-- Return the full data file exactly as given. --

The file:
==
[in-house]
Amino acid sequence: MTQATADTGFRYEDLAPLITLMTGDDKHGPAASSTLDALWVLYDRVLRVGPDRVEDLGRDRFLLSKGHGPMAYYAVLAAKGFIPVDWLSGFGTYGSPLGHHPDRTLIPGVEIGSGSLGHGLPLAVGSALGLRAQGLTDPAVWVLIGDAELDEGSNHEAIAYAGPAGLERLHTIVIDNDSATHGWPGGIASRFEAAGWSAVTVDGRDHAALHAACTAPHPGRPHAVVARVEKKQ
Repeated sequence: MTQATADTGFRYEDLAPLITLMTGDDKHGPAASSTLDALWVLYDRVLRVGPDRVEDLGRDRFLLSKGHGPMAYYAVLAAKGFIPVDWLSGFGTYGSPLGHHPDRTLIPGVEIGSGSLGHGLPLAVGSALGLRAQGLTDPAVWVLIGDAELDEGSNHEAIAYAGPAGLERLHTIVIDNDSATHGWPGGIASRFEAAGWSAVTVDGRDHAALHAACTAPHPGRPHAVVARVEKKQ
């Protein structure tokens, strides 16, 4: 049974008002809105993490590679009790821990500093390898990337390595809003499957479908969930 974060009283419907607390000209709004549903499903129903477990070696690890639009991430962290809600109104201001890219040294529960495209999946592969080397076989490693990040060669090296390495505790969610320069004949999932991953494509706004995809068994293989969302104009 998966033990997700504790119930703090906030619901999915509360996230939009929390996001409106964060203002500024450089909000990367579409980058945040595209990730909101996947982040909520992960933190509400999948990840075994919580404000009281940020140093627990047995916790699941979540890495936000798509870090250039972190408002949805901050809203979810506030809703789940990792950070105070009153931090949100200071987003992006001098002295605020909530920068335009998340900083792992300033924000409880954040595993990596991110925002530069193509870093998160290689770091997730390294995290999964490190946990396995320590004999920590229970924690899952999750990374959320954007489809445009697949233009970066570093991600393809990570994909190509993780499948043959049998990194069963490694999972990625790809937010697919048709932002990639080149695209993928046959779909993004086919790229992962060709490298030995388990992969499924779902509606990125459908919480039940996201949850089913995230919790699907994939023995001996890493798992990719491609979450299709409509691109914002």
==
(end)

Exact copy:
[in-house]
Amino acid sequence: MTQATADTGFRYEDLAPLITLMTGDDKHGPAASSTLDALWVLYDRVLRVGPDRVEDLGRDRFLLSKGHGPMAYYAVLAAKGFIPVDWLSGFGTYGSPLGHHPDRTLIPGVEIGSGSLGHGLPLAVGSALGLRAQGLTDPAVWVLIGDAELDEGSNHEAIAYAGPAGLERLHTIVIDNDSATHGWPGGIASRFEAAGWSAVTVDGRDHAALHAACTAPHPGRPHAVVARVEKKQ
Repeated sequence: MTQATADTGFRYEDLAPLITLMTGDDKHGPAASSTLDALWVLYDRVLRVGPDRVEDLGRDRFLLSKGHGPMAYYAVLAAKGFIPVDWLSGFGTYGSPLGHHPDRTLIPGVEIGSGSLGHGLPLAVGSALGLRAQGLTDPAVWVLIGDAELDEGSNHEAIAYAGPAGLERLHTIVIDNDSATHGWPGGIASRFEAAGWSAVTVDGRDHAALHAACTAPHPGRPHAVVARVEKKQ
């Protein structure tokens, strides 16, 4: 049974008002809105993490590679009790821990500093390898990337390595809003499957479908969930 974060009283419907607390000209709004549903499903129903477990070696690890639009991430962290809600109104201001890219040294529960495209999946592969080397076989490693990040060669090296390495505790969610320069004949999932991953494509706004995809068994293989969302104009 998966033990997700504790119930703090906030619901999915509360996230939009929390996001409106964060203002500024450089909000990367579409980058945040595209990730909101996947982040909520992960933190509400999948990840075994919580404000009281940020140093627990047995916790699941979540890495936000798509870090250039972190408002949805901050809203979810506030809703789940990792950070105070009153931090949100200071987003992006001098002295605020909530920068335009998340900083792992300033924000409880954040595993990596991110925002530069193509870093998160290689770091997730390294995290999964490190946990396995320590004999920590229970924690899952999750990374959320954007489809445009697949233009970066570093991600393809990570994909190509993780499948043959049998990194069963490694999972990625790809937010697919048709932002990639080149695209993928046959779909993004086919790229992962060709490298030995388990992969499924779902509606990125459908919480039940996201949850089913995230919790699907994939023995001996890493798992990719491609979450299709409509691109914002």